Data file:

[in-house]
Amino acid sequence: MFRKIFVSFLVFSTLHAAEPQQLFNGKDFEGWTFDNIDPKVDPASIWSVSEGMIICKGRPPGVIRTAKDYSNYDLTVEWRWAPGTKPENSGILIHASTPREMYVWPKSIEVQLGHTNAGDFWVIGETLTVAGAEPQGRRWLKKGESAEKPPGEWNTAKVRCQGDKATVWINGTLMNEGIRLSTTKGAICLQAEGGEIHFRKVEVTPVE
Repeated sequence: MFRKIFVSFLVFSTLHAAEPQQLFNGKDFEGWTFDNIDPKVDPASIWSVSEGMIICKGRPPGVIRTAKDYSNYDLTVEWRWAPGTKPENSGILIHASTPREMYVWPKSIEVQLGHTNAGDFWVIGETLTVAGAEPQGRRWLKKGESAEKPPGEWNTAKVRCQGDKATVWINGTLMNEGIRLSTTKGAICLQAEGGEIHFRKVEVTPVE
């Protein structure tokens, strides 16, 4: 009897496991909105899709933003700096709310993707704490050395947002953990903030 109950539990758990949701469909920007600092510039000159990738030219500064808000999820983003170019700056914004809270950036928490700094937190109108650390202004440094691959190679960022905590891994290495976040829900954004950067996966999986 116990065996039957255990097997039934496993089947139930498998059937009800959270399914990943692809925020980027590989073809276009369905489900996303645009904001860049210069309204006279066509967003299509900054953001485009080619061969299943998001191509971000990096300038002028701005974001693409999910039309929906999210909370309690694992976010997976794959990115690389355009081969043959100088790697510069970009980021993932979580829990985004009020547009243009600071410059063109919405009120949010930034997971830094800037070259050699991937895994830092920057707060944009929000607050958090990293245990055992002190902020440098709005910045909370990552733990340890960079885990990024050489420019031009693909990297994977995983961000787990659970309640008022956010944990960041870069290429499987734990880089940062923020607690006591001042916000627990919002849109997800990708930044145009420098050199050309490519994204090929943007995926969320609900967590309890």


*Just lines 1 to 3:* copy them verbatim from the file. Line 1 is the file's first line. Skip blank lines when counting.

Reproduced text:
[in-house]
Amino acid sequence: MFRKIFVSFLVFSTLHAAEPQQLFNGKDFEGWTFDNIDPKVDPASIWSVSEGMIICKGRPPGVIRTAKDYSNYDLTVEWRWAPGTKPENSGILIHASTPREMYVWPKSIEVQLGHTNAGDFWVIGETLTVAGAEPQGRRWLKKGESAEKPPGEWNTAKVRCQGDKATVWINGTLMNEGIRLSTTKGAICLQAEGGEIHFRKVEVTPVE
Repeated sequence: MFRKIFVSFLVFSTLHAAEPQQLFNGKDFEGWTFDNIDPKVDPASIWSVSEGMIICKGRPPGVIRTAKDYSNYDLTVEWRWAPGTKPENSGILIHASTPREMYVWPKSIEVQLGHTNAGDFWVIGETLTVAGAEPQGRRWLKKGESAEKPPGEWNTAKVRCQGDKATVWINGTLMNEGIRLSTTKGAICLQAEGGEIHFRKVEVTPVE